II. ANALYSIS
The appellant does not raise any argument concerning the Board’s denial of increased schedular ratings for bilateral hearing loss and neuropathy of the left and right feet. Accordingly, the Court will not address these matters. Instead, the appellant argues that the Board did not provide adequate reasons or bases for its decision to deny extraschedular referral for the appellant’s hearing loss and neuropathy claims. Appellant’s Brief (Br.) at 8-18. The Secretary contends that the Board’s statement of reasons or bases was adequate. Secretary’s Br. at 6-15.
“Whether a claimant is entitled to an extraschedular rating under § 3.321(b) is a three-step inquiry”: If (1) the schedular evaluation does not contemplate the claimant’s level of disability and
3
symptomatology, and (2) the disability picture exhibits other related factors such as marked interference with employment or frequent periods of hospitalization, then (3) the case must be referred to an authorized official to determine whether, to accord justice, an extraschedular rating is warranted. Thun v. Peake, 22 Vet.App. 111, 115 (2008), aff’d sub nom. Thun v. Shinseki, 572 F.3d 1366 (Fed. Cir. 2009); see Anderson v. Shinseki, 22 Vet.App. 423, 427 (2009) (clarifying that the three “steps” identified in Thun are actually three necessary “elements” of an extraschedular rating analysis). “[T]he first Thun element compares a claimant’s symptoms to the rating criteria, while the second addresses the resulting effects of those symptoms.” Yancy v. McDonald, 27 Vet.App. 484, 494 (2016). Although the first and second elements are interrelated, they involve separate and distinct analyses. Id. Thus, “an error with respect to one element does not necessarily affect the Board’s analysis of the other element.” Id. “If either element is not met, then referral for extraschedular consideration is not appropriate.” Id. at 494-95.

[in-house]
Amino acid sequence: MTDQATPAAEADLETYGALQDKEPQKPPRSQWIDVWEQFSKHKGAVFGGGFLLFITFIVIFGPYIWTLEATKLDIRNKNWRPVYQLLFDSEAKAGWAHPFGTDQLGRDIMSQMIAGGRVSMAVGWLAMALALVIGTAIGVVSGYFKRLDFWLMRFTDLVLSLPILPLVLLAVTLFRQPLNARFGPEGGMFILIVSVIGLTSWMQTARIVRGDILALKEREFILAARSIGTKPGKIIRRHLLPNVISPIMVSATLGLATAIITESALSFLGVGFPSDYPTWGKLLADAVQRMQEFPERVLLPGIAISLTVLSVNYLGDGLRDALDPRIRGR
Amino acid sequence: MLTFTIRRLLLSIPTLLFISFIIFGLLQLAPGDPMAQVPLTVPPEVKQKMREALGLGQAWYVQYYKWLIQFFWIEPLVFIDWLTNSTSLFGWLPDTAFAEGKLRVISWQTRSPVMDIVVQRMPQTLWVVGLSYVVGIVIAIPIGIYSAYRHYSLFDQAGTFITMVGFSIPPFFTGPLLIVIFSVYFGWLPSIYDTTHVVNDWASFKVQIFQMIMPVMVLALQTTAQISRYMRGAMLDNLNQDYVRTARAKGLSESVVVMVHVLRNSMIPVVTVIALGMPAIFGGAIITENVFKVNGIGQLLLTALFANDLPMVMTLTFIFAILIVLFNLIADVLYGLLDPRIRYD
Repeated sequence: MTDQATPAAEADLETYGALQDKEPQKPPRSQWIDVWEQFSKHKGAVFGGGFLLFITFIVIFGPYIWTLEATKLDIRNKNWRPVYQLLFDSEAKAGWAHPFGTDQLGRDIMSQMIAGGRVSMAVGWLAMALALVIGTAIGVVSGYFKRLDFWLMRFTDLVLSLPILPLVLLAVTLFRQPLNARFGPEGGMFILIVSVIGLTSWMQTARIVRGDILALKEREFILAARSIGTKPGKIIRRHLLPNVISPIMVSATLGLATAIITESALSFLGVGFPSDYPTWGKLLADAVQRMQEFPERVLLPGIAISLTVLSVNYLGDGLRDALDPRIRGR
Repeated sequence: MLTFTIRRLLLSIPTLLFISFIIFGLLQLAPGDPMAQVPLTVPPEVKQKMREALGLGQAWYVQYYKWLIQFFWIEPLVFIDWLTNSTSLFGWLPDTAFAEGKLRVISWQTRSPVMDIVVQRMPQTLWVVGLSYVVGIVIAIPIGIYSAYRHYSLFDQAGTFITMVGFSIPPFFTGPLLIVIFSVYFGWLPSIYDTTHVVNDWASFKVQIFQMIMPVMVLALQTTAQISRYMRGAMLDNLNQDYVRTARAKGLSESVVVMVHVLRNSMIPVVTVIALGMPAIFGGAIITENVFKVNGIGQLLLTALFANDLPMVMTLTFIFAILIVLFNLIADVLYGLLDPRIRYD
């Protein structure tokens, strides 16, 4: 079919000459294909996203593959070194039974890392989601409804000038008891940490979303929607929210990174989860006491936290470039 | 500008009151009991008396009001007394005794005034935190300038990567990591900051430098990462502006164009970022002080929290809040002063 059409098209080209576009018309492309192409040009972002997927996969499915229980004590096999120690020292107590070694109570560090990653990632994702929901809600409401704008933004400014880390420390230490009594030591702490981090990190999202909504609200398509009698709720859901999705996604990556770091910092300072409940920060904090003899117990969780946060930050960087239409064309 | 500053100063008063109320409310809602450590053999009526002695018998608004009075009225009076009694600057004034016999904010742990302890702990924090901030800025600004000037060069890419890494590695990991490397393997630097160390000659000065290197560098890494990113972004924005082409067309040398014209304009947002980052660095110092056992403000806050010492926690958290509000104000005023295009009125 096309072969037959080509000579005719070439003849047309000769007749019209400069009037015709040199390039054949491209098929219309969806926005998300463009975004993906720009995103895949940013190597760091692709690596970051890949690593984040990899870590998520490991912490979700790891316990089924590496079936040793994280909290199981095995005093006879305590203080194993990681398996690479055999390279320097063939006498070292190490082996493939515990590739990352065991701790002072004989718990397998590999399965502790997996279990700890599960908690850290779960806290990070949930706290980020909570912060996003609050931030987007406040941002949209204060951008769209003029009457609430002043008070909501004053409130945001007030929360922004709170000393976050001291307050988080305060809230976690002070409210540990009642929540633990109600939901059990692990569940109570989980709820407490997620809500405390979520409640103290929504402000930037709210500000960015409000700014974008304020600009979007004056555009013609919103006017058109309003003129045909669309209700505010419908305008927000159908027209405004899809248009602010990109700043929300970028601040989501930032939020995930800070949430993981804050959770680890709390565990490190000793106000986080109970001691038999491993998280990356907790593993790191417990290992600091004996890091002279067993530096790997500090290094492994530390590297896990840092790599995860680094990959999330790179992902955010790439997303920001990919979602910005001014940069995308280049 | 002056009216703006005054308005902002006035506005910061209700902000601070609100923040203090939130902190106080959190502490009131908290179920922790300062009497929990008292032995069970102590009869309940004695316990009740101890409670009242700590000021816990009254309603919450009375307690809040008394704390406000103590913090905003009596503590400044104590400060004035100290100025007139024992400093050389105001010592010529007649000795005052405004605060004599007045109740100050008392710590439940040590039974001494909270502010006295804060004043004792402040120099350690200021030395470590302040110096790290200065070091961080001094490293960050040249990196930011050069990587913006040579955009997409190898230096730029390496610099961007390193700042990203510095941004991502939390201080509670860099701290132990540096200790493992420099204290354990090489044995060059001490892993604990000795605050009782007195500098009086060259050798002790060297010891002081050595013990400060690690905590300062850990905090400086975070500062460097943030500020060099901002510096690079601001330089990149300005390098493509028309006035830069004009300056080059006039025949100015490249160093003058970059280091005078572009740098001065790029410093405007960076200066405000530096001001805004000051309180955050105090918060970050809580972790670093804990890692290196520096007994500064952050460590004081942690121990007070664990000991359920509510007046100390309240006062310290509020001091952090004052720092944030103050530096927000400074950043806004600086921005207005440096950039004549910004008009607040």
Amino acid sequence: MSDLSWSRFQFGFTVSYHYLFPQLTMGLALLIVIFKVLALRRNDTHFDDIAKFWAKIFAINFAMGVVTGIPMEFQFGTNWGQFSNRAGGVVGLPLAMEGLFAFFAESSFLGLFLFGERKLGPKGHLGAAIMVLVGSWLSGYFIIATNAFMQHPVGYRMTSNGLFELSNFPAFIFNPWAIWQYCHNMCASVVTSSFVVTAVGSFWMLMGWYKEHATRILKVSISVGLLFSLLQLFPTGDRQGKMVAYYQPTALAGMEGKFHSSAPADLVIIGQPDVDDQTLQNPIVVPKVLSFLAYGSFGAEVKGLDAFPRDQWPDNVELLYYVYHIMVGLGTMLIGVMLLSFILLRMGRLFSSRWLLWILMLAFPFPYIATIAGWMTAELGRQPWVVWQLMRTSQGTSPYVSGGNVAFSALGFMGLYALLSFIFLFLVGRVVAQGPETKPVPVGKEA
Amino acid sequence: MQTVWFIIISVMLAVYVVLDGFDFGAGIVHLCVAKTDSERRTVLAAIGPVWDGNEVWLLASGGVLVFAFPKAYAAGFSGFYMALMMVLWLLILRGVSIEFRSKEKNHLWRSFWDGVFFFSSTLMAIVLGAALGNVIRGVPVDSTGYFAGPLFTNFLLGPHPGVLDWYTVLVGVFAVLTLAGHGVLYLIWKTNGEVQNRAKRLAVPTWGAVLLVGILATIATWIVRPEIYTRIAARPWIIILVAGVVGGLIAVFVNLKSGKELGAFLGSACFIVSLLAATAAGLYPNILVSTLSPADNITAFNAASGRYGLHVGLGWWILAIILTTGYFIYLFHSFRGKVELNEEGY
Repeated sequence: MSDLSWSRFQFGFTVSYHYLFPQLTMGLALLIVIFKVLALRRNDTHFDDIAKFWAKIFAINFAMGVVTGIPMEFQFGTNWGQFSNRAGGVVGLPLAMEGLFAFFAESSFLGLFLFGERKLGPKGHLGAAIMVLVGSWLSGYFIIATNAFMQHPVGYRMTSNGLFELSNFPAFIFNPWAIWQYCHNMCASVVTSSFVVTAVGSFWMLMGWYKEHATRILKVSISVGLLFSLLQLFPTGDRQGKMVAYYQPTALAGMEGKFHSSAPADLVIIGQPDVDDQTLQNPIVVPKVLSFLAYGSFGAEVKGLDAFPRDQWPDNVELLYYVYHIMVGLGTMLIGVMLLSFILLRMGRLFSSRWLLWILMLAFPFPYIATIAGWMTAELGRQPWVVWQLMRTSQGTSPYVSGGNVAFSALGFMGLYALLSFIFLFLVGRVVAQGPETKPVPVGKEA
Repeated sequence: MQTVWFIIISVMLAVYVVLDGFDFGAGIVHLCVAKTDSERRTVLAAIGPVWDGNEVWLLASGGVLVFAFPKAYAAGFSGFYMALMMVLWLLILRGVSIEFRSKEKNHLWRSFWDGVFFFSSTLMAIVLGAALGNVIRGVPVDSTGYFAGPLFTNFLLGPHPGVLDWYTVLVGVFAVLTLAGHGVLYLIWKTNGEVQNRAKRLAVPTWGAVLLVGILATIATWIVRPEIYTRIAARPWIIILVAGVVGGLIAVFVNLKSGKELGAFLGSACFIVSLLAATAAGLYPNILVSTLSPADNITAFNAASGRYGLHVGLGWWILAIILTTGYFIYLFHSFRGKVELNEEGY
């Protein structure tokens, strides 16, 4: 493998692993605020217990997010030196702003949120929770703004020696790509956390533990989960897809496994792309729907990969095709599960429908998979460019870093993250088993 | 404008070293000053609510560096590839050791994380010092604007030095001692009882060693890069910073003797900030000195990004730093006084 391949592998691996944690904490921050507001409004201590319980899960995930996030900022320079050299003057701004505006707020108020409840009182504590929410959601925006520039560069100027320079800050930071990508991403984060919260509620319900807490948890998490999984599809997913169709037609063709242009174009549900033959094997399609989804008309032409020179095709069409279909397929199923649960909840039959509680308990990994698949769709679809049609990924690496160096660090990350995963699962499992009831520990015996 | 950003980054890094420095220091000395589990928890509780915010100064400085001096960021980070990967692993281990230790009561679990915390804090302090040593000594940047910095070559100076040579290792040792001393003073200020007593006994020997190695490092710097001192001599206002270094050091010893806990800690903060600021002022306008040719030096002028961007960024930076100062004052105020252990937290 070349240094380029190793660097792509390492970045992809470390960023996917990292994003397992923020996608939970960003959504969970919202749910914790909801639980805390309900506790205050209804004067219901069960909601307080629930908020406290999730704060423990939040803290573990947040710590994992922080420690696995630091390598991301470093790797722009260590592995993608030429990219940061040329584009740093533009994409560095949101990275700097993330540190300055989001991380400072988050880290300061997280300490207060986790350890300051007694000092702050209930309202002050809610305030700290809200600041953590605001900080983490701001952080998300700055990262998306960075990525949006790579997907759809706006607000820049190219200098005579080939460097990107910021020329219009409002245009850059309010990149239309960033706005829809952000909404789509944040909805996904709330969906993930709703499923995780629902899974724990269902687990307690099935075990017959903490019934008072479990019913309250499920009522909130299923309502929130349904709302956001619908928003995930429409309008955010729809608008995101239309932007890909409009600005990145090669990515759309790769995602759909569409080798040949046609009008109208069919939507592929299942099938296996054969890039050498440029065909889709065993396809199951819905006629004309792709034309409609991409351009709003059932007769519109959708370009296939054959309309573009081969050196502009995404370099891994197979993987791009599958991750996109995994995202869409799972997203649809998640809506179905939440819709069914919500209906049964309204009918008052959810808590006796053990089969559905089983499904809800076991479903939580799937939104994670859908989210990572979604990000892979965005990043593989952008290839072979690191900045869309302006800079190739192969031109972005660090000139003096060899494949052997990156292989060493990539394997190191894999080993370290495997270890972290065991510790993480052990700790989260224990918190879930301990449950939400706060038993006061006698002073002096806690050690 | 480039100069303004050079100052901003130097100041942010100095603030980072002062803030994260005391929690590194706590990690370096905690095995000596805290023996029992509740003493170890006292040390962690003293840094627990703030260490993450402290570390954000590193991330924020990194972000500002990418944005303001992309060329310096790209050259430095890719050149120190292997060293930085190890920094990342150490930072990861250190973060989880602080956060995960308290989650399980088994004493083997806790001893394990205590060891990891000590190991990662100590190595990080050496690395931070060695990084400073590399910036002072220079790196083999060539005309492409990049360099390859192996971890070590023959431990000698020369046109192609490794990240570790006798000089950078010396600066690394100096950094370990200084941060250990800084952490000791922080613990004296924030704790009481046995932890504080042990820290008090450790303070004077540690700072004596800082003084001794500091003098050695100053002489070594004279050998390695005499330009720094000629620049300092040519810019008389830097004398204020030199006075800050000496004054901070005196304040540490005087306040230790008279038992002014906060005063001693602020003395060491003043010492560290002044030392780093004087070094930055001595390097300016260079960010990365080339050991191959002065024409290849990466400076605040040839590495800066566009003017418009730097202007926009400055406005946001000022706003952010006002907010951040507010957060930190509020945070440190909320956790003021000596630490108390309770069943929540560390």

The Board’s determination whether referral for an extraschedular disability rating is appropriate is a factual determination that the Court reviews under the “clearly erroneous” standard of review. Thun, 22 Vet.App. at 115. A finding of fact is clearly erroneous when the Court, after reviewing the entire evidence, “is left with the definite and firm conviction that a mistake has been committed.” United States v. U.S. Gypsum Co., 333 U.S. 364, 395 (1948); see also Gilbert v. Derwinski, 1 Vet.App. 49, 52 (1990). In rendering its decision, the Board must provide a statement of the reasons or bases for its determination adequate to enable an appellant to understand the precise basis for the Board’s decision as well as to facilitate review in this Court. 38 U.S.C. § 7104(d)(1); see Allday v. Brown, 7 Vet.App. 517, 527 (1995); Gilbert, 1 Vet.App. at 56-57.
Here, the Board stated that referral for extraschedular consideration was not warranted because [t]he evidence in this case does not show that the [v]eteran has such an exceptional disability picture that the available schedular ratings are inadequate. As discussed above, there are higher ratings available under the diagnostic codes relating to nerves and hearing loss, but the [v]eteran’s disabilities are not productive of such manifestations. As such, it cannot be said that the available schedular evaluations